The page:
What makes a joke funny?
The most “basic” unit of the stand-up form can be a structured joke, like a one-liner. For example: “I was wondering why the Frisbee kept getting bigger and bigger, but then it hit me.” Today, audiences are familiar with more diverse styles of comedy that tackle traditionally off-limits topics such as racism, sexuality and sexual assault, Robinson says. These jokes might complicate or clarify cultural values depending on a joke’s construction, articulation and the identity of the comedian.
The comedian’s identity also contributes to how a joke “lands,” says Robinson. Her students analyze the personas that comedians create onstage, including what they wear, their gestures, facial expressions, props and how they interact with the audience.
Robinson asks her students to think beyond the structure of a joke and the comedian’s identity and ask themselves, “Is this comedy inclusive or exclusive?”
Robinson also wants to clarify for anyone who’s wondering: A joke doesn’t make people racist, but it might make people who are already racist feel comfortable exercising their prejudice.
Stand-up comedy starter kit
If you don’t have the chance to take Robinson’s course, she recommends five comedians and their recorded work to enhance your comedy education.
- Maria Bamford, “The Special Special Special!” This 2012 Netflix special focuses on mental health and was recorded in her family’s living room with an audience of only her parents, all too relevant after the pandemic.
- Mitch Hedberg, “Strategic Grill Locations.” Robinson’s 2021 Maymester students enjoyed the late Hedberg’s singular observations on this live 1999 album more than any previous class.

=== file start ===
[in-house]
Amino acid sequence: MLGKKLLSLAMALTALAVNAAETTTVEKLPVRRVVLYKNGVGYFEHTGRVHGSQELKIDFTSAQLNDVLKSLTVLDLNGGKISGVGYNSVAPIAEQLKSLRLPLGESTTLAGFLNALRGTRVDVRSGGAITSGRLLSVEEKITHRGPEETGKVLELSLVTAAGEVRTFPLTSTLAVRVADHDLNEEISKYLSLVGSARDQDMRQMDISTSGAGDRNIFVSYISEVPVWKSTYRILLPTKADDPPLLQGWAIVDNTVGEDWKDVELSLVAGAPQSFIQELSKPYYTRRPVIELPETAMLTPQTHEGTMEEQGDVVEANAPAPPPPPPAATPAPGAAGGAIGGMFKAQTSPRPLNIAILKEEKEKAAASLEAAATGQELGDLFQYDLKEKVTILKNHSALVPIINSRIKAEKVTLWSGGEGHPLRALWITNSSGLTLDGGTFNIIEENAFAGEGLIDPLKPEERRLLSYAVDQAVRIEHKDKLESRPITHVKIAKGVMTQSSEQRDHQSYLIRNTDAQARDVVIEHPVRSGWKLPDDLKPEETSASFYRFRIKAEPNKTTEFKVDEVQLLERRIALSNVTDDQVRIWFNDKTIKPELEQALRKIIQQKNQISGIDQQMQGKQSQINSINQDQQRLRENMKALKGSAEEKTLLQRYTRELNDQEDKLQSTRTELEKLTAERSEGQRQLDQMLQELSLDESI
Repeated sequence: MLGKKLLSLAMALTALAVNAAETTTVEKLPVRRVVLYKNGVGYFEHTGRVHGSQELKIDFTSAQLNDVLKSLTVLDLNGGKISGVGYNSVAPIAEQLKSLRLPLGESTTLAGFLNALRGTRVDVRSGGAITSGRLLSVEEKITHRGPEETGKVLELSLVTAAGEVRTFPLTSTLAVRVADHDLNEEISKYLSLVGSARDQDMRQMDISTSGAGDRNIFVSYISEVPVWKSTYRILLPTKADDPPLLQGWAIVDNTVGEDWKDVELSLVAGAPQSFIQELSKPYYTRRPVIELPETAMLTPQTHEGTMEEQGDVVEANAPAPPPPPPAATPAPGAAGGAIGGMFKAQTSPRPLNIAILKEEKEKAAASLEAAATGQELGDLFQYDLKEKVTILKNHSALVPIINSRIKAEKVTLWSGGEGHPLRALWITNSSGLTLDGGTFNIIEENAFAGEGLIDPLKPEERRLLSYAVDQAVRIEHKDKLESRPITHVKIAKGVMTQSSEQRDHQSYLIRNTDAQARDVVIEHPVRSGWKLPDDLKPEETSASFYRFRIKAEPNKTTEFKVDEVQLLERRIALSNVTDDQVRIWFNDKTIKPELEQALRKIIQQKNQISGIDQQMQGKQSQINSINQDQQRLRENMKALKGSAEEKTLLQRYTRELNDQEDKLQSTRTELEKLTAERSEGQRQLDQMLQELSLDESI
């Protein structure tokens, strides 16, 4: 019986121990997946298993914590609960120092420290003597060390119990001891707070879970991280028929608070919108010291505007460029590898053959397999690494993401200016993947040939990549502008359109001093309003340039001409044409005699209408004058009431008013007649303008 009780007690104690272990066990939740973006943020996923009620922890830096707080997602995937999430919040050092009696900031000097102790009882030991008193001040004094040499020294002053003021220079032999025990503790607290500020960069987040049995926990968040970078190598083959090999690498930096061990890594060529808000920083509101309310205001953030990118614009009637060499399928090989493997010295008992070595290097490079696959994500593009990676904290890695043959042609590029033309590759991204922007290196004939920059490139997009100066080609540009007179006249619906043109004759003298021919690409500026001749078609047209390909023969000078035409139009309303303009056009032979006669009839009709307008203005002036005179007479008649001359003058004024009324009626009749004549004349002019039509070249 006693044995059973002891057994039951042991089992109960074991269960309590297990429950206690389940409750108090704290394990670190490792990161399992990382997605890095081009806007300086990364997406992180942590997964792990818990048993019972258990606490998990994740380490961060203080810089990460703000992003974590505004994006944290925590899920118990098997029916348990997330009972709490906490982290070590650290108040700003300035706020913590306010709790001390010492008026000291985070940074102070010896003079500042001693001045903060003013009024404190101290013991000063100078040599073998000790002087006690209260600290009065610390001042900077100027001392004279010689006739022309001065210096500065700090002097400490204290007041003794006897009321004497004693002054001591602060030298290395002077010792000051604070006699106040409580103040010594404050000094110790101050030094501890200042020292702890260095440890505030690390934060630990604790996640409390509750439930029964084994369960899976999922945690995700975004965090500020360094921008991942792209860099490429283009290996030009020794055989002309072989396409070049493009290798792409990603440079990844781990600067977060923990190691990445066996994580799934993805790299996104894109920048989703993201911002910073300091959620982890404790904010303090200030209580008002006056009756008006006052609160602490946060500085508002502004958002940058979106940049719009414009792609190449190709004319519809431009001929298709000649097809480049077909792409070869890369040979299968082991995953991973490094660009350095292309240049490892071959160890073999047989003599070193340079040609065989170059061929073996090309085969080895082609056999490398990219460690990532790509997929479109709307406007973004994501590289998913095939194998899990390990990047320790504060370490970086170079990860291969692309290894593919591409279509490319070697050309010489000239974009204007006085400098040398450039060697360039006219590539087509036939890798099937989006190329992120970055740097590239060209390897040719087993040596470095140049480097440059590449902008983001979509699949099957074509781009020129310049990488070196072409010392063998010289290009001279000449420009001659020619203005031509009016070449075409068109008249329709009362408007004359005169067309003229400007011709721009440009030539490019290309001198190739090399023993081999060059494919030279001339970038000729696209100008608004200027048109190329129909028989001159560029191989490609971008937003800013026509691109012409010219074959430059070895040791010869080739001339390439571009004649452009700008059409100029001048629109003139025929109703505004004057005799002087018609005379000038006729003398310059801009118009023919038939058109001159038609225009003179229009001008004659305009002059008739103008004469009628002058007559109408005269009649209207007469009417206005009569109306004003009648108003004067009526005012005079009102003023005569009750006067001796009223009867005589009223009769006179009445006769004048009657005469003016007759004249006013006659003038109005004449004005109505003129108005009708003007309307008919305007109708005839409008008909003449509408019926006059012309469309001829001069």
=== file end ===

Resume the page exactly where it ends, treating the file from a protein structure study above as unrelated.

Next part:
- Gary Gulman, “The Great Depresh.” The comedian’s debut special covers the strange attitudes of Millennials and includes short snippets of a documentary that provide insight into Gulman’s mental health journey.
- Kumail Nanjiani, “Beta Male.” In his hour-long stand-up special, the comedian, actor and writer describes everything that has ever terrified him, including a cobra-mongoose fight.
- Margaret Cho, “I’m The One That I Want.” Robinson suggests watching this special from 21 years ago and then one of Cho’s more recent sets on YouTube to compare what Cho hoped would change about Asian American representation in 2000 culture and where we stand today.
What’s funny about a pandemic?
This iteration of “Comedy and Ethics” was a unique experience for the students who made it through a pandemic and had the chance to learn to laugh together again. They became adept at reading signs of laughter behind their classmates’ masks and even practiced jokes together — for credit, of course.
Robinson says that while this Maymester was “too soon” for students to enjoy jokes about the pandemic, her students did feel more comfortable discussing the intersection of mental health and humor after experiencing the common trauma of the last year. The students’ favorite comedians this semester reflect that hunger for material that addresses mental health: Maria Bamford, Gary Gulman and Bo Burnham all address their struggles and/or experiences with therapy in their stand-up.
This year’s students participated in a new final project: writing to Chancellor Kevin M. Guskiewicz proposing a stand-up comedy festival to take place at the University. They used their knowledge from the course to explain how performances by their favorite comedians (both personally and from class) would serve the needs of students post-pandemic, rebuild the community and provide entertainment.
Next year, Robinson hopes to offer “Comedy and Ethics” again with an additional one credit course focused solely on practicing and developing a stand-up set. In previous semesters when the course was taught solely in-person, Robinson allowed students to perform a short set of stand-up comedy for their peers before the final exam with ground rules: no insults and no heckling. In future classes, she hopes to bring that tradition back, along with having a large group of students physically present and laughing together without masks or Zoom buffering to hinder the experience.
“Watching comedy performed by your peers right before you take an exam is a great encouragement, because then it doesn’t matter whether you’re failing the exam. At least you’re still laughing,” Robinson says.